Today, May 23, marks the anniversary of not one, but two Star Trek series finales. "All Good Things...," which capped The Next Generation, aired on May 23, 1994, and "Endgame," the last installment of Voyager, aired on May 23, 2001. Both two-hour finales closed out their respective shows in style, with the former setting the stage for the TNG features and the latter bringing the Voyager and her crew home at long last.

To celebrate the anniversary of both episodes, here are some facts and anecdotes to ponder:


"ALL GOOD THINGS..."

Brannon Braga and Ronald D. Moore tapped out the first draft for “All Good Things…” in just six days. They were also, at the same time, in active production on Star Trek Generations.

Go-to Trek helmer Rick Kolbe directed “All Good Things…” He ultimately directed 16 TNG episodes, 13 Deep Space Nine episodes, 18 Voyager episodes (including the series premiere) and one Enterprise episode. Sadly, Kolbe passed away in 2012 after a long illness.

The future Enterprise could achieve a speed of warp 13.

The 2012 Winemaker's Reserve Roussanne from The Callaway Vineyard & Winery won the Gold at the recent 2014 Winemaker's Challenge Wine Competition. Why do we bring this up? Because the Picard-Geordi vineyard scenes were filmed in early 1994 at the winery in Temecula, California.


Andreas Katsulas, Patti Yasutake and Clyde Kusatsu reprised their recurring roles as Tomalak, Ogawa and Nakamura. And, of course, the series regulars gathered together for one last game of poker, joined -- finally, shockingly and poignantly -- by Picard.

Katsulas was in the midst of a busy period in his career when he returned as Tomalak. He’d co-starred the year before in The Fugitive as Sykes, a/k/a the one-armed man, and had just started his run as G’Kar on Babylon 5. Katsulas later guested on Enterprise, portraying Captain Drennik in “Cogenitor” in 2003. That proved to be one of his final roles, as Katsulas lost a long battle with cancer on February 13, 2006. He was just 59 years old.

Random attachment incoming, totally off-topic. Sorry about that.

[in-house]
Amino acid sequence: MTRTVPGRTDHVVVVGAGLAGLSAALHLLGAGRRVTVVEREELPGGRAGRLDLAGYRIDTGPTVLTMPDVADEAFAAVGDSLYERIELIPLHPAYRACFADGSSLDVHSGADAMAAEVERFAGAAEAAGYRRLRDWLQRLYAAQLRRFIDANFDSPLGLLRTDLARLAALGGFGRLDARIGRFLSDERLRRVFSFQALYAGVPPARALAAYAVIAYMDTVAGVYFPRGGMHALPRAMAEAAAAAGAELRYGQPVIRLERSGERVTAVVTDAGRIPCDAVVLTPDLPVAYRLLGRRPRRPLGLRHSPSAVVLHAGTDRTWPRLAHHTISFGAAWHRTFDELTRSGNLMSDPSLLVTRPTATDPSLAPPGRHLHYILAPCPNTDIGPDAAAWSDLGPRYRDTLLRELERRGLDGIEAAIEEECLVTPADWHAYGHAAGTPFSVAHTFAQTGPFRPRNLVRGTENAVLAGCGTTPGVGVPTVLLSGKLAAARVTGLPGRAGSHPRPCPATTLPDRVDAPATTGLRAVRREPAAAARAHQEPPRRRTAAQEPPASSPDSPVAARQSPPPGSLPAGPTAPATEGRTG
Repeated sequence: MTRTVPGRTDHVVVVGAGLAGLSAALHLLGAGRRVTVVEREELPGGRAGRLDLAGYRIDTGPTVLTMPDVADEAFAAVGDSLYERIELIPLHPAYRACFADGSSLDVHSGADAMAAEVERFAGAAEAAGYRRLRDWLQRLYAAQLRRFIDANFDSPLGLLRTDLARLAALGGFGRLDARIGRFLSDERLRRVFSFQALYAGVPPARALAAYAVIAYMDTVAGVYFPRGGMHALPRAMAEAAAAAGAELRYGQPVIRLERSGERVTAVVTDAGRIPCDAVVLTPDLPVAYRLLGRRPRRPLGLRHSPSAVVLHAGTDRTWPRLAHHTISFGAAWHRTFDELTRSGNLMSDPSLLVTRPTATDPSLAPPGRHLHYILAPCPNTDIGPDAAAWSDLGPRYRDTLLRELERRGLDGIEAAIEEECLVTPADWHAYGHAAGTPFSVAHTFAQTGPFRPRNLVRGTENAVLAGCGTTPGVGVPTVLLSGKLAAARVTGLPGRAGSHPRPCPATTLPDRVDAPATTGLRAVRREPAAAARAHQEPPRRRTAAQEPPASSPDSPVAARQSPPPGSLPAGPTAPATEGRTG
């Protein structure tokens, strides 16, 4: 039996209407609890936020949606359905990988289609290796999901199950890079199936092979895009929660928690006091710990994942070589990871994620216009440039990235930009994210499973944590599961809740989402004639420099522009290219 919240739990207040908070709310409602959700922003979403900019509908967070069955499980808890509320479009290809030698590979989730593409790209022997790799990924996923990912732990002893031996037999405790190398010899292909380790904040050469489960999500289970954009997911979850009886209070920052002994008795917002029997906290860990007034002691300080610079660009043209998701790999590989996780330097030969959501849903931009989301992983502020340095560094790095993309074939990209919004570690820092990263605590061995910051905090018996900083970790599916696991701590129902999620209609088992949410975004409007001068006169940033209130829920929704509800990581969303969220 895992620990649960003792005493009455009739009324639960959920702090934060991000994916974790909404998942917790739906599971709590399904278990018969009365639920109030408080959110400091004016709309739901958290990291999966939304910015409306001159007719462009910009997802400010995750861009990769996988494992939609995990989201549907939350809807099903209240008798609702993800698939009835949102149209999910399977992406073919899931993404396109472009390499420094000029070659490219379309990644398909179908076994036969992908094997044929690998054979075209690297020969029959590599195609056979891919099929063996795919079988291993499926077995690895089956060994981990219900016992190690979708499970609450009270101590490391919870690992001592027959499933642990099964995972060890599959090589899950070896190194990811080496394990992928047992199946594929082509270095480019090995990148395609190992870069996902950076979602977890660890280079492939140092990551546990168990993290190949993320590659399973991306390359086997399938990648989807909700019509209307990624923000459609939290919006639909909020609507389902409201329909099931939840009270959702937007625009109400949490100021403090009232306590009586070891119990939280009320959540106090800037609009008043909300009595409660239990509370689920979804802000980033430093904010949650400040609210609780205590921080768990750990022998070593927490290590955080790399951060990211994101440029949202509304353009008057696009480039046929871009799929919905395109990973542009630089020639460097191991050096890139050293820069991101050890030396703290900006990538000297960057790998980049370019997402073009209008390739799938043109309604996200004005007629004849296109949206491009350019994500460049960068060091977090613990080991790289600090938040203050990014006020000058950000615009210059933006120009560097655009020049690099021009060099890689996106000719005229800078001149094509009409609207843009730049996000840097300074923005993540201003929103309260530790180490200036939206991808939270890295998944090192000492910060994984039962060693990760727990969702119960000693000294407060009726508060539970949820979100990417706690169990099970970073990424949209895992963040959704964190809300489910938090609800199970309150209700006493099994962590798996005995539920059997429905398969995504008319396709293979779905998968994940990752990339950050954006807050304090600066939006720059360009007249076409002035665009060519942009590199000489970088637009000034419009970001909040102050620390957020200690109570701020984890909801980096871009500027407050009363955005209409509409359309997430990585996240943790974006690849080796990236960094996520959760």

Patrick Stewart and Jonathan Frakes were the only two TNG regulars to appear in every episode.

Fans saw three different Enterprises in the finale. Denise Crosby, Colm Meaney and John de Lancie returned one last time as Tasha Yar, Miles O’Brien and Q, respectively. 

“All Good Things…” was nominated for four Emmy Awards, winning one, for Outstanding Individual Achievement in Special Visual Effects, and was also honored in 1995 with a Hugo Award for Best Dramatic Presentation.

Patrick Stewart intoned the final line of dialogue: “So, five-card stud, nothing wild... and the sky's the limit.”


"ENDGAME"

Allan Kroeker had the honor of directing "Endgame." A veteran Trek director, he'd also called the shots on the DS9 finale, "What You Leave Behind," and he later directed the Enterprise capper, "These Are the Voyages."

"Endgame" gave us an ending. Not necessarily THE ending, but an ending, a possible resolution for the storyline and the characters. It was a bold and daring choice.

Alice Krige returned as The Borg Queen. Veteran Trek guest star Susanna Thompson had previously played the Borg Queen in "Dark Frontier" and the "Unimatrix Zero" two-parter, but the producers turned to the role's originator, First Contact actress Krige, for the finale.

Chakotay and Seven of Nine are a couple. Feel free to continue the debate about that out-of-the-blue development.

The Doctor gets hitched and calls himself... Joe.

Speaking of Joe... a fan-favorite moment in the episode -- Admiral Janeway handing Captain Janeway a cup of coffee -- was Kate Mulgrew's idea.

"Endgame took 15 days, over the course of 2.5 weeks, to film.

The very last line of dialogue, Janeway saying "Set a course... for home," repeats the same last line from the series pilot, "Caretaker."

"Endgame" was watched by 8.8 million viewers and it went on to win two Emmy Awards, one for Outstanding Special Visual Effects and one for Outstanding Music Composition For A Series/Dramatic Underscore (Jay Chattaway). It's worth pointing out that frequent Trek guest James Cromwell presented the FX award, while Scott Bakula presented the music award.


So, which finale do you think best ended its respective series?